In this debate there has been a moral bulwark put forward to incite the emotion of the Australian people, with statements about the CPRS legislation such as, ‘This will stop any problems in the Great Barrier Reef,’ ‘This will stop droughts,’ ‘This will stop diseases,’ and, ‘This will stop bushfires.’ If you take a step back and really think about it, it is all ridiculous. It has no capacity whatsoever to deal with any of those issues. So what does it do? Let us look at who wins and who loses in this. Who are the losers? The losers will be those people who cannot pass on the cost: the people pushing the shopping trolleys—they will be the losers.
There are the people in areas, such as Mackay, where Frontier Economics have clearly pointed out that there will be a 20 per cent reduction in the economy. There are the coal workers and manufacturing workers around Gladstone, the Hunter Valley and the Illawarra. Those in the farming areas and the coal belts of Australia are the losers. There will be a 20 per cent reduction to their economy. What you must ask yourself, if you think it is moral, right and just to impose that on those people, is: are you prepared to put your job first? If you are not prepared to put your job first then isn’t it just a little bit selfish to not be prepared to say, ‘Because this is so imperative, I put my job first onto the funeral pyre, one which will have no effect on global climate change, for a gesture’?
Who wins? The winners will be the bankers, the bureaucrats and the brokers. They will win. But they do not actually put anything on the boat to pay for our standard of living. They do not put anything on the boat that pays for everything that is so apparent around us and which sustains our standard of living. So we are taking away those who are producing for our economy to replace them with those who are, to be honest, a form of parasite on our economy. Why are they parasitic? It is because, in essence, in the way that they will deal with this emissions trading scheme they will only be profiting from the depletion of the productive sectors of our economy.
We have heard the story about green jobs and, in some of the Senate inquiries, some of it descended into bathos—the belief that we can take people out of the coal industry, the steel production industry and the farming industry and somehow find them green jobs in a way that is not even apparent in the economy at the moment. There is no way that anybody can say that there is the capacity for us to take the people who are currently employed in the sectors of farming, mining, manufacturing and tourism and put them into jobs that just do not exist. When we look at areas such as the photovoltaic cell industry, even now, we see that this is an industry that is predominantly based overseas. Even the wind farms talked about are predominantly based overseas. We might import the product but, even in the importation of the product, what do we put on the boat and send in the other direction to pay for it? We put on the output of the areas that we are taxing, the areas that we are reducing.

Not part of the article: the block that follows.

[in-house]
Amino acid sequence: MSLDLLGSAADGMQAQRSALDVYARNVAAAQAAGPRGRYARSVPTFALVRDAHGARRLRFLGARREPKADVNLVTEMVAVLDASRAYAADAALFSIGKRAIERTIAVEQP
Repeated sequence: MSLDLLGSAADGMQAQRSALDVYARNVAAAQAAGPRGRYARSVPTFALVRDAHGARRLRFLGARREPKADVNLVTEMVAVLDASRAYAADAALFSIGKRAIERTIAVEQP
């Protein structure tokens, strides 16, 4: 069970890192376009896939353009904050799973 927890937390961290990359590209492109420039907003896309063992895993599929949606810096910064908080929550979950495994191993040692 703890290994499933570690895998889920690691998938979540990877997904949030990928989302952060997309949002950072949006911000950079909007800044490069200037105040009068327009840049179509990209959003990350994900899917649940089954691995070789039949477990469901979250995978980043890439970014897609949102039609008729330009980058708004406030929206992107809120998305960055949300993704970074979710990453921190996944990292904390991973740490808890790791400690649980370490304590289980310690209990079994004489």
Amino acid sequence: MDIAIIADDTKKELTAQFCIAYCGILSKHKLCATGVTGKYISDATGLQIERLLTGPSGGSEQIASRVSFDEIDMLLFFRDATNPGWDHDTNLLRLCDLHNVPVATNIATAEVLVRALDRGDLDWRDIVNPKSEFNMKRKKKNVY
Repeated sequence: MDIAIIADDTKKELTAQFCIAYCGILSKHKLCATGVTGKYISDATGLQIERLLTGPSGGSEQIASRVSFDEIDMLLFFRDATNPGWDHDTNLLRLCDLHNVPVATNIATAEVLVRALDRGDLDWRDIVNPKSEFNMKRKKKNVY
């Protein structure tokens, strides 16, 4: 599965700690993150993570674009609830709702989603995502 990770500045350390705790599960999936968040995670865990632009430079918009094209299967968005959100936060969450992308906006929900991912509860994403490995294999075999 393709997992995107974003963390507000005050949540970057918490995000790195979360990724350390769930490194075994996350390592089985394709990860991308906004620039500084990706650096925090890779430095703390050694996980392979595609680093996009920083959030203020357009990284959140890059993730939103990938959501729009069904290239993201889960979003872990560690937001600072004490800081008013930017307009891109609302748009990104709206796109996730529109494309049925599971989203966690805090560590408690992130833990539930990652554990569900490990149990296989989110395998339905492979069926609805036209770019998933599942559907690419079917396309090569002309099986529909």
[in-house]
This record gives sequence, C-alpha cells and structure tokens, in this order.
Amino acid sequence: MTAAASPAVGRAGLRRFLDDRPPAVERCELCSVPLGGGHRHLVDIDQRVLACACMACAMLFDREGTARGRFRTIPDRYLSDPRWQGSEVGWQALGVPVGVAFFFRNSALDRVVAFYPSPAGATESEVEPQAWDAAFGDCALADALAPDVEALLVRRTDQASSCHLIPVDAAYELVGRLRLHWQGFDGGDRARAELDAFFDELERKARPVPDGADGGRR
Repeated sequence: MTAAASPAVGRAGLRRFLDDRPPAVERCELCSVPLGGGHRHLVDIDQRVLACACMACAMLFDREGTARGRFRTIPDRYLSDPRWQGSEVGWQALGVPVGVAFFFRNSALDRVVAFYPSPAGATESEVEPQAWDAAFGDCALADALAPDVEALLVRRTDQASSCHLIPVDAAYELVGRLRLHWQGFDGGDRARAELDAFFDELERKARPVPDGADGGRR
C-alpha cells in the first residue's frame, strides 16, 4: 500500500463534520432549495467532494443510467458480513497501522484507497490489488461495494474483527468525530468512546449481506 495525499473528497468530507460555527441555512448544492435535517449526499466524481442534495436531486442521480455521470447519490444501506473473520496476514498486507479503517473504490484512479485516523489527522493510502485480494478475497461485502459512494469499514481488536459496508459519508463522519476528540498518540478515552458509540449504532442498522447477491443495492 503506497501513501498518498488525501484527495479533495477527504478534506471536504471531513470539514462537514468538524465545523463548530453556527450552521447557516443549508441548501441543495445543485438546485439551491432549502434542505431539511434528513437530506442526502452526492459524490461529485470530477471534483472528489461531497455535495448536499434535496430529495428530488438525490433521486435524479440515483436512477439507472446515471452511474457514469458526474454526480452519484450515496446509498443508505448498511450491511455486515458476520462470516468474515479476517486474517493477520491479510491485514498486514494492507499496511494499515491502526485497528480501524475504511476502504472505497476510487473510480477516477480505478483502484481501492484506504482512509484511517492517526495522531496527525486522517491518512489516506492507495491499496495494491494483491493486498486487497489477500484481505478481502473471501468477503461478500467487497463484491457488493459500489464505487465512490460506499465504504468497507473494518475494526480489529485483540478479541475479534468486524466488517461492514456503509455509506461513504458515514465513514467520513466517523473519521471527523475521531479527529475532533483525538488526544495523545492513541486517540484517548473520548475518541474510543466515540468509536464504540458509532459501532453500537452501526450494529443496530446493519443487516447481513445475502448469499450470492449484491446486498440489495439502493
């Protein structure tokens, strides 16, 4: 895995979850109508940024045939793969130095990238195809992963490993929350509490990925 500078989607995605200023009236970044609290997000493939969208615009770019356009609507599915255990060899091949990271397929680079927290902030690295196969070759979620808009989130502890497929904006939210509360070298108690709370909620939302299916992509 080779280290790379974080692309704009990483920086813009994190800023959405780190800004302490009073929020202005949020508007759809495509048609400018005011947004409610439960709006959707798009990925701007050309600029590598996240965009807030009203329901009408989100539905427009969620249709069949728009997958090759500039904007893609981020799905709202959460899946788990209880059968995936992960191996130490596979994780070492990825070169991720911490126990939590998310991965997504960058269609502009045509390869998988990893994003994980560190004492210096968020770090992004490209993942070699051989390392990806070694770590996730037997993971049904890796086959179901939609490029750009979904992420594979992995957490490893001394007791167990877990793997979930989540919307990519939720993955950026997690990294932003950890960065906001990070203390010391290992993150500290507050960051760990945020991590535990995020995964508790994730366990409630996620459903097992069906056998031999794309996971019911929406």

Then we have the argument that it is politically right that we go forward with this because we should lead the world. We are creating an awfully high bar for ourselves. Let us drill down into that. Do we believe for one moment that Dmitry Medvedev in Russia stays awake all night worrying about the position of Australia on climate change? Do we believe that Barack Obama is currently, somewhere in the world, tossing and turning because of the position that Australia may take on climate change? Do we believe that Hu Jintao is really concerned about what Mr Rudd might say on climate change, or that Manmohan Singh is really concerned about Australia’s position on climate change? It is the ultimate form of conceit to think that 1.3 billion people in China and 1.1 billion people in India, with all the issues that pertain to them, are really going to be expecting some sort of lead from Australia.
It is an issue of conceit and it is an issue of pride—and pride comes before a fall. It is also completely and utterly impractical. What it does is to hugely expose our nation to the effects of the globe and enlarge the capacity of our exploitation by others. People say, ‘What about the Waxman-Markey bill that is currently before the United States congress?’ Initial costings of the Waxman-Markey bill by Lord Christopher Monckton are in excess of $60 trillion, so the form that the bill is in at the moment is not the form that it will go through in. It will be utterly changed. They just cannot afford it. It is impossible. The Chinese have asked for one per cent of the United States GDP to go forward as a form of compensation. These are outrageous claims. They are not going to happen.
So the reality of the politics is something that is a million miles away from the rhetoric of Mr Rudd and the rest of the Labor Party on this issue. Even if we drill down into this legislation and look for the authenticity of it, if there were true authenticity in this legislation—if people truly believed the proposition that it is going to reduce carbon emissions and that it is there for the purpose of making the globe cooler by Australia flying solo—you would think you would be able to underwrite that with a guarantee that said that, if you got it wrong, you would pay the money back. But the Australian government have never said that. They have said that they will collect the money, but there are no guarantees whatsoever that, if they have got it wrong, they will ever pay it back. I remember reading the white paper, and the first thing I noticed in it was a huge disclaimer against any responsibility in case of it being used in a court of law or in case of someone saying, ‘You have misled me’. In essence, they all add up to a piece of legislation that is entirely dangerous.